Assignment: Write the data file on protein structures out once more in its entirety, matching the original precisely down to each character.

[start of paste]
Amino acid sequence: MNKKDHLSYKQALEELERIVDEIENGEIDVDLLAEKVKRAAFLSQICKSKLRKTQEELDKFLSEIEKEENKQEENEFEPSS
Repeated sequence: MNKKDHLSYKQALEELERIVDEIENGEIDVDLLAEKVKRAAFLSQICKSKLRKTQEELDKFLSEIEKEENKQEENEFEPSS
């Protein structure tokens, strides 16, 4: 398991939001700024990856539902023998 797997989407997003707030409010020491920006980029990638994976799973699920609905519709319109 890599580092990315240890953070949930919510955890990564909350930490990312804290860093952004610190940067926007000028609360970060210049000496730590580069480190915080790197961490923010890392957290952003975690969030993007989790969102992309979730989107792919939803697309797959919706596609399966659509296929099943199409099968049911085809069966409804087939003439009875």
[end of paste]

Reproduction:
Amino acid sequence: MNKKDHLSYKQALEELERIVDEIENGEIDVDLLAEKVKRAAFLSQICKSKLRKTQEELDKFLSEIEKEENKQEENEFEPSS
Repeated sequence: MNKKDHLSYKQALEELERIVDEIENGEIDVDLLAEKVKRAAFLSQICKSKLRKTQEELDKFLSEIEKEENKQEENEFEPSS
């Protein structure tokens, strides 16, 4: 398991939001700024990856539902023998 797997989407997003707030409010020491920006980029990638994976799973699920609905519709319109 890599580092990315240890953070949930919510955890990564909350930490990312804290860093952004610190940067926007000028609360970060210049000496730590580069480190915080790197961490923010890392957290952003975690969030993007989790969102992309979730989107792919939803697309797959919706596609399966659509296929099943199409099968049911085809069966409804087939003439009875």